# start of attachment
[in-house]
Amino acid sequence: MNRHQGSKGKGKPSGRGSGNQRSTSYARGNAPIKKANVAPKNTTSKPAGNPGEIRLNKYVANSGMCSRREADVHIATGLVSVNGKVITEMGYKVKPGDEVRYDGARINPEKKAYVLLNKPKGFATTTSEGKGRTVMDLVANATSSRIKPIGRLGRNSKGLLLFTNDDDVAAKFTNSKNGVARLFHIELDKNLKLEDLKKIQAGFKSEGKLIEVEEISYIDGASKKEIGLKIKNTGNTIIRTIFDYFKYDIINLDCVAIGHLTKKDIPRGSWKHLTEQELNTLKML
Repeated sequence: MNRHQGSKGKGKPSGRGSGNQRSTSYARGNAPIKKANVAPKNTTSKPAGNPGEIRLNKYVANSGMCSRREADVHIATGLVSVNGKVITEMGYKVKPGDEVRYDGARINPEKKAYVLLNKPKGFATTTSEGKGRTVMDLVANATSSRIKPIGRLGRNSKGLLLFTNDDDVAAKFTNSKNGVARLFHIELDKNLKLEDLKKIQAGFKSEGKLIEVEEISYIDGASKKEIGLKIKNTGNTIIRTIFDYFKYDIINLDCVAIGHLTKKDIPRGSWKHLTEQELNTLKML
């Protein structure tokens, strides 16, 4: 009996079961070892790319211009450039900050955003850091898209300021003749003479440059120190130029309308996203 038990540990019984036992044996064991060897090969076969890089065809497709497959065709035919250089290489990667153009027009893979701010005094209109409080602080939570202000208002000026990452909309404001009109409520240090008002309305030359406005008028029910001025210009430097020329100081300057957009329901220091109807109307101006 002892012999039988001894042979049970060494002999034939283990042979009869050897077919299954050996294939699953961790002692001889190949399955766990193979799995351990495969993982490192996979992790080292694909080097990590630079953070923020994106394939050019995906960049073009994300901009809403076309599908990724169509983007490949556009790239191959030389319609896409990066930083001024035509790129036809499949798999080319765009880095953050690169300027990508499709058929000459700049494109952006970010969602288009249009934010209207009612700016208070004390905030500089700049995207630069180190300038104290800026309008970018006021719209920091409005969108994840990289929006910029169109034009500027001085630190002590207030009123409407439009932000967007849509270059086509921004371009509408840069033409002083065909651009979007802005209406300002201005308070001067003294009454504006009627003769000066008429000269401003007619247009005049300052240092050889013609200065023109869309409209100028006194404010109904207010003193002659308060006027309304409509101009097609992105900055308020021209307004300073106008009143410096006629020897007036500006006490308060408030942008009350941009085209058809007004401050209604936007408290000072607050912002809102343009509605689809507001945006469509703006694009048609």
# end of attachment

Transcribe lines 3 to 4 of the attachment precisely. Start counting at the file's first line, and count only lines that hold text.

Repeated sequence: MNRHQGSKGKGKPSGRGSGNQRSTSYARGNAPIKKANVAPKNTTSKPAGNPGEIRLNKYVANSGMCSRREADVHIATGLVSVNGKVITEMGYKVKPGDEVRYDGARINPEKKAYVLLNKPKGFATTTSEGKGRTVMDLVANATSSRIKPIGRLGRNSKGLLLFTNDDDVAAKFTNSKNGVARLFHIELDKNLKLEDLKKIQAGFKSEGKLIEVEEISYIDGASKKEIGLKIKNTGNTIIRTIFDYFKYDIINLDCVAIGHLTKKDIPRGSWKHLTEQELNTLKML
């Protein structure tokens, strides 16, 4: 009996079961070892790319211009450039900050955003850091898209300021003749003479440059120190130029309308996203 038990540990019984036992044996064991060897090969076969890089065809497709497959065709035919250089290489990667153009027009893979701010005094209109409080602080939570202000208002000026990452909309404001009109409520240090008002309305030359406005008028029910001025210009430097020329100081300057957009329901220091109807109307101006 002892012999039988001894042979049970060494002999034939283990042979009869050897077919299954050996294939699953961790002692001889190949399955766990193979799995351990495969993982490192996979992790080292694909080097990590630079953070923020994106394939050019995906960049073009994300901009809403076309599908990724169509983007490949556009790239191959030389319609896409990066930083001024035509790129036809499949798999080319765009880095953050690169300027990508499709058929000459700049494109952006970010969602288009249009934010209207009612700016208070004390905030500089700049995207630069180190300038104290800026309008970018006021719209920091409005969108994840990289929006910029169109034009500027001085630190002590207030009123409407439009932000967007849509270059086509921004371009509408840069033409002083065909651009979007802005209406300002201005308070001067003294009454504006009627003769000066008429000269401003007619247009005049300052240092050889013609200065023109869309409209100028006194404010109904207010003193002659308060006027309304409509101009097609992105900055308020021209307004300073106008009143410096006629020897007036500006006490308060408030942008009350941009085209058809007004401050209604936007408290000072607050912002809102343009509605689809507001945006469509703006694009048609």